The Texas Supreme Court has issued a ruling that significantly impacts arbitrations involving governmental entities, which include cities, counties, school districts, conservation districts, hospital organizations, and other political subdivisions. In San Antonio River Authority v. Austin Bridge & Road, LP (Case No. 17-0905, May 1, 2020), the Court held that the issue of whether a governmental entity has waived immunity cannot be decided by an arbitrator. Instead, “the judiciary retains the duty to decide whether a local government has waived its immunity, . . . the parties’ agreement to arbitrate notwithstanding.” This ruling has, overnight, turned every arbitration proceeding against a governmental entity into a two-tiered proceeding: one on the merits in arbitration, and another on jurisdiction in the courts. It therefore raises significant strategic questions as to how a claimant in a dispute against a governmental entity should pursue its claims.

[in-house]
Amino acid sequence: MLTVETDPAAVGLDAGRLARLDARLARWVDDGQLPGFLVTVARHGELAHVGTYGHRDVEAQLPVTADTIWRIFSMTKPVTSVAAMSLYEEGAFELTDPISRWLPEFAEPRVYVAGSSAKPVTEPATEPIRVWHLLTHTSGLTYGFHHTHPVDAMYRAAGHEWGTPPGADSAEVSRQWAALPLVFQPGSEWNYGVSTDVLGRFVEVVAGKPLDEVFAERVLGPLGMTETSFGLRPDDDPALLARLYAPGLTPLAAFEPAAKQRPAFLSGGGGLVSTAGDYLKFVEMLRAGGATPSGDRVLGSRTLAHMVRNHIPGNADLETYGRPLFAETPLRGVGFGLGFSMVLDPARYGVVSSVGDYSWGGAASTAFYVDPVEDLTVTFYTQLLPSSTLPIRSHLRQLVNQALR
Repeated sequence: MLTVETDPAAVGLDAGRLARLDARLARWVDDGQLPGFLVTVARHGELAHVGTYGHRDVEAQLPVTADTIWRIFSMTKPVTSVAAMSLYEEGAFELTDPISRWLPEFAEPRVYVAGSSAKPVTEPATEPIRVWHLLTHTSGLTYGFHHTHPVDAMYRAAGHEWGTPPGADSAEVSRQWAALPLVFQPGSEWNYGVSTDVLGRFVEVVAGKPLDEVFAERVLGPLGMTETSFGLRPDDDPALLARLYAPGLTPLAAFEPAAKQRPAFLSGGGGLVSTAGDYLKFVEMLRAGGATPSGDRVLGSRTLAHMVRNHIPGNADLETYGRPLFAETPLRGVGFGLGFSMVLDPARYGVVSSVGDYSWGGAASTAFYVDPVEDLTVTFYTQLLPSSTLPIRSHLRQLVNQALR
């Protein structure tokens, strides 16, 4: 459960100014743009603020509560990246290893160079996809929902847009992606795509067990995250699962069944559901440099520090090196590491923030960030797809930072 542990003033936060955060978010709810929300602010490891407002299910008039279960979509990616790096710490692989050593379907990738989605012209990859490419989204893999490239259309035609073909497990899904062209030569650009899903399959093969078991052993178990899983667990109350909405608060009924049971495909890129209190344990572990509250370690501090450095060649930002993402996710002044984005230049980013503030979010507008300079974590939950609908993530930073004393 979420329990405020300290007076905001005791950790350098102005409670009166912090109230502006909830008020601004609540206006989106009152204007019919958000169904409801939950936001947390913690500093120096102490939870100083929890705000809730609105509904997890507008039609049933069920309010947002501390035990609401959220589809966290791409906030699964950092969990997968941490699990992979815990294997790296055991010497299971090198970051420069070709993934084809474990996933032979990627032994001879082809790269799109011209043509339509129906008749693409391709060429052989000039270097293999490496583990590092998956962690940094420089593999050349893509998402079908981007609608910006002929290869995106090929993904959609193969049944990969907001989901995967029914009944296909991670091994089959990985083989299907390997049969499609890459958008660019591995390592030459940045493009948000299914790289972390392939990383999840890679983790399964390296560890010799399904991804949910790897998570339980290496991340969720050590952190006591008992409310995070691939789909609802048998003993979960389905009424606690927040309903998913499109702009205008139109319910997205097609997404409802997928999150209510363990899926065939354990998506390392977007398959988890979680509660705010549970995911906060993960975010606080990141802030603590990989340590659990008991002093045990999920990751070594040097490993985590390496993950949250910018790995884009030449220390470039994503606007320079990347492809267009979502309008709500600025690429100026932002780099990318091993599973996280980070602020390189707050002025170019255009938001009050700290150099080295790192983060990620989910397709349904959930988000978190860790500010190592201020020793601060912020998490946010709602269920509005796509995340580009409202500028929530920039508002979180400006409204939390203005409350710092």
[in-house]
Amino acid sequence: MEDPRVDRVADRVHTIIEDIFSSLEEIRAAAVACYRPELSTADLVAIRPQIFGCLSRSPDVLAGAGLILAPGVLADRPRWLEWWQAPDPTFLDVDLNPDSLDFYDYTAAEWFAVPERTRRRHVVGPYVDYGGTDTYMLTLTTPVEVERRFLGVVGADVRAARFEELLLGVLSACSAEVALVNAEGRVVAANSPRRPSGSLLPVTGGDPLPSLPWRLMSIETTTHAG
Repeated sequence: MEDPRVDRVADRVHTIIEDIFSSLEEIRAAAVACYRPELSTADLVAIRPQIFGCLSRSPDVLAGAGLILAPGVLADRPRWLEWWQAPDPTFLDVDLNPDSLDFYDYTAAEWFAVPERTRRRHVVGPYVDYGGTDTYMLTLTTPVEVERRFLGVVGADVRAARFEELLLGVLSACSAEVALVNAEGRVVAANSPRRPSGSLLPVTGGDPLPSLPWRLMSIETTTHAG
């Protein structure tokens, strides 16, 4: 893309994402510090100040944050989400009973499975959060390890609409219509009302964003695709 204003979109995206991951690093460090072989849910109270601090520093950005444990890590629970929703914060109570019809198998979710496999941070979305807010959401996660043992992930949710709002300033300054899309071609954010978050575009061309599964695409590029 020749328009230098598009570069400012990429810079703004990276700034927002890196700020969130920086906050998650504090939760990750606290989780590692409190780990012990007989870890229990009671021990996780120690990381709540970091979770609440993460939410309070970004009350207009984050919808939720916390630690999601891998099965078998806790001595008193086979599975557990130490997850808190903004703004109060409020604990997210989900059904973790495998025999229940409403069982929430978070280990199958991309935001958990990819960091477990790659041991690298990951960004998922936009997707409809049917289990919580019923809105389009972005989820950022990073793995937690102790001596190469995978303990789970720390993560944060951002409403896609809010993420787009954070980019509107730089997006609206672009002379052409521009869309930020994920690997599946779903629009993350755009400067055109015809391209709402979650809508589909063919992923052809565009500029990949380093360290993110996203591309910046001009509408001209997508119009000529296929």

Austin Bridge arises out of a dispute regarding an agreement between the San Antonio River Authority (“the River Authority”) and Austin Bridge & Road, LP (“Austin Bridge”) for the repair of the Medina Lake Dam. The agreement contained an arbitration provision which required all disputes to be resolved by arbitration before the American Arbitration Association. When a dispute arose between the parties, Austin Bridge initiated an arbitration against the River Authority. The River Authority asked the arbitrator to dismiss Austin Bridge’s claims against it on governmental immunity grounds, which the arbitrator denied. The River Authority then sued Austin Bridge in state court, asking the court to enjoin the arbitration proceeding and declare that governmental immunity barred Austin Bridge’s claims. Austin Bridge claimed that the River Authority’s governmental immunity was waived pursuant to Local Government Code Chapter 271, which provides that certain local governmental entities waive their immunity from suit when they enter into a contract subject to Chapter 271. The trial court denied the River Authority’s relief, and ruled that the arbitration provisions in the contract are enforceable and that the arbitrator had authority to determine the issue of immunity. The San Antonio Court of Appeals partially reversed the ruling of the trial court, holding that a court, not an arbitrator, must decide whether the River Authority is immune from the claims against it (and therefore from enforcement of any award). The Court of Appeals further determined that the River Authority had waived such immunity, a ruling that the River Authority appealed to the Supreme Court.